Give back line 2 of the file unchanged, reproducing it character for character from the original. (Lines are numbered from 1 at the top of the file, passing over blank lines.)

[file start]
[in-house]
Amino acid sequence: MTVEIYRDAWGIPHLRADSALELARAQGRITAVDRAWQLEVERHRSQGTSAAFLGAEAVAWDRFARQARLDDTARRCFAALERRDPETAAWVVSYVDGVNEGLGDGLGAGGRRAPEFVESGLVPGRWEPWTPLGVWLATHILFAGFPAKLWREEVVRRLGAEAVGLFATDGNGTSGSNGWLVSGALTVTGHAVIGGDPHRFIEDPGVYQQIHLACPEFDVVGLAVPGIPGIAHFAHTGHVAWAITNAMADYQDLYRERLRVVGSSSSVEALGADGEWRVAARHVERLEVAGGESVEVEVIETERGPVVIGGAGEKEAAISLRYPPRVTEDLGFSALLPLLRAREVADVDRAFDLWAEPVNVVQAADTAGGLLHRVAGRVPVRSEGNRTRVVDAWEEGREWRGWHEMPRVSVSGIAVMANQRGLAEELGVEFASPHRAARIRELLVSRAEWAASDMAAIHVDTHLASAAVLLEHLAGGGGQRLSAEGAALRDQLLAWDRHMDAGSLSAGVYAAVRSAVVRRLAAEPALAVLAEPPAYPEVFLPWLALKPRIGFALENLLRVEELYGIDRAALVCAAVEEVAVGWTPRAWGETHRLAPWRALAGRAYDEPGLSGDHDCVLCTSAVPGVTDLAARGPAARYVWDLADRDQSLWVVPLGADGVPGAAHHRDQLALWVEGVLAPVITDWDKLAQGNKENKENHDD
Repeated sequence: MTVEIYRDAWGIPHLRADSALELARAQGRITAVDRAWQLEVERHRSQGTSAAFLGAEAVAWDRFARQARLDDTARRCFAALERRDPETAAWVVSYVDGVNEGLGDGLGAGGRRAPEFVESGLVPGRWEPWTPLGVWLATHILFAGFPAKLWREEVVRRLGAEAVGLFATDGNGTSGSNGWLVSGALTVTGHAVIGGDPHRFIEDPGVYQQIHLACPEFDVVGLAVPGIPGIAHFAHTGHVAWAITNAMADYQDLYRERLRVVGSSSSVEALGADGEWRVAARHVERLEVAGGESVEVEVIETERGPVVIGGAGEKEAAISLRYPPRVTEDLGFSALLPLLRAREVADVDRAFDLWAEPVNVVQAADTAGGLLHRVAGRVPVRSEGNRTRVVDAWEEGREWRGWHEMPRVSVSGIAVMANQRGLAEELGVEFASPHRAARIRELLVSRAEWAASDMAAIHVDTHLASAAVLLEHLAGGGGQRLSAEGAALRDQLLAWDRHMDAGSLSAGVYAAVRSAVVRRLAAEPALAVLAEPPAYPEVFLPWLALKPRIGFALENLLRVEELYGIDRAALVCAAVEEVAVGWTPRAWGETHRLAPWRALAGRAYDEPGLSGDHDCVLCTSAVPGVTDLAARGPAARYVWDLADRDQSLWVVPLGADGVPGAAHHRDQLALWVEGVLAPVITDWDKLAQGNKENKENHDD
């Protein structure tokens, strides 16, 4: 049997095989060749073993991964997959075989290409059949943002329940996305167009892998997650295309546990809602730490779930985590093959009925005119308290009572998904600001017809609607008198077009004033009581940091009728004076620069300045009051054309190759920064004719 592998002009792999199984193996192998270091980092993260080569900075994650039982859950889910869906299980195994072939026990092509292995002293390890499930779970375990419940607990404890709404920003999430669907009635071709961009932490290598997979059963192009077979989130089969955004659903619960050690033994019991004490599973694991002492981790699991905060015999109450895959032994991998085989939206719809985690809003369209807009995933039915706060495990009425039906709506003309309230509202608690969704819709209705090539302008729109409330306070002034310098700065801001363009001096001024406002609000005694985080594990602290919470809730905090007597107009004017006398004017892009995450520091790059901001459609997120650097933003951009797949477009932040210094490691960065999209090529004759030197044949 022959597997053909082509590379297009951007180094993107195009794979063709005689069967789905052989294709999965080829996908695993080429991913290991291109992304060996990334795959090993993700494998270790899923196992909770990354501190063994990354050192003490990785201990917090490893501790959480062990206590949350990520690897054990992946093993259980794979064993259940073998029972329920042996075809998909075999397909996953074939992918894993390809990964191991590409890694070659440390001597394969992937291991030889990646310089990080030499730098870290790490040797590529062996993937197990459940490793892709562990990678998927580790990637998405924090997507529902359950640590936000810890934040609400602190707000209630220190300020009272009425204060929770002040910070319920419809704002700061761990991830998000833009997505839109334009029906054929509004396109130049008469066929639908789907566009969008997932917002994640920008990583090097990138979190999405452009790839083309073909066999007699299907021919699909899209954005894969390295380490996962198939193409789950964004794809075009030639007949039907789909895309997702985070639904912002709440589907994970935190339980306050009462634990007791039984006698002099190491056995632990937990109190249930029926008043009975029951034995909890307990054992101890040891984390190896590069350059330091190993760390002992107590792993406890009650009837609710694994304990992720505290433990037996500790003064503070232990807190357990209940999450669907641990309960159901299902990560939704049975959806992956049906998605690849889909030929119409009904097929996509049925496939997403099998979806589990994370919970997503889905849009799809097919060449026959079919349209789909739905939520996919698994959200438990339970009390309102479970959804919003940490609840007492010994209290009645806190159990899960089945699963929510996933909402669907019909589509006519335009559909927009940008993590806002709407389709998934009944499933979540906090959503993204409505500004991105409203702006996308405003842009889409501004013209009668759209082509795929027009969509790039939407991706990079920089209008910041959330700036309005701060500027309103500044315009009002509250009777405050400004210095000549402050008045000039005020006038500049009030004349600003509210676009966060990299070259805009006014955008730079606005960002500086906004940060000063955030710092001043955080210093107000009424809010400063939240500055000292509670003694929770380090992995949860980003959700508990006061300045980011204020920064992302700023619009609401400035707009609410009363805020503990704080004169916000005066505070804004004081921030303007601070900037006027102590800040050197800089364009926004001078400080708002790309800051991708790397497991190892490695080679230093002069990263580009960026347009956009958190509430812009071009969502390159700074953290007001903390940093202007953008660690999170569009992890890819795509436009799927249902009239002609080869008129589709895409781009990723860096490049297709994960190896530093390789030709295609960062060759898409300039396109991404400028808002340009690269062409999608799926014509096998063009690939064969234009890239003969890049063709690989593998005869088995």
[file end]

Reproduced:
Amino acid sequence: MTVEIYRDAWGIPHLRADSALELARAQGRITAVDRAWQLEVERHRSQGTSAAFLGAEAVAWDRFARQARLDDTARRCFAALERRDPETAAWVVSYVDGVNEGLGDGLGAGGRRAPEFVESGLVPGRWEPWTPLGVWLATHILFAGFPAKLWREEVVRRLGAEAVGLFATDGNGTSGSNGWLVSGALTVTGHAVIGGDPHRFIEDPGVYQQIHLACPEFDVVGLAVPGIPGIAHFAHTGHVAWAITNAMADYQDLYRERLRVVGSSSSVEALGADGEWRVAARHVERLEVAGGESVEVEVIETERGPVVIGGAGEKEAAISLRYPPRVTEDLGFSALLPLLRAREVADVDRAFDLWAEPVNVVQAADTAGGLLHRVAGRVPVRSEGNRTRVVDAWEEGREWRGWHEMPRVSVSGIAVMANQRGLAEELGVEFASPHRAARIRELLVSRAEWAASDMAAIHVDTHLASAAVLLEHLAGGGGQRLSAEGAALRDQLLAWDRHMDAGSLSAGVYAAVRSAVVRRLAAEPALAVLAEPPAYPEVFLPWLALKPRIGFALENLLRVEELYGIDRAALVCAAVEEVAVGWTPRAWGETHRLAPWRALAGRAYDEPGLSGDHDCVLCTSAVPGVTDLAARGPAARYVWDLADRDQSLWVVPLGADGVPGAAHHRDQLALWVEGVLAPVITDWDKLAQGNKENKENHDD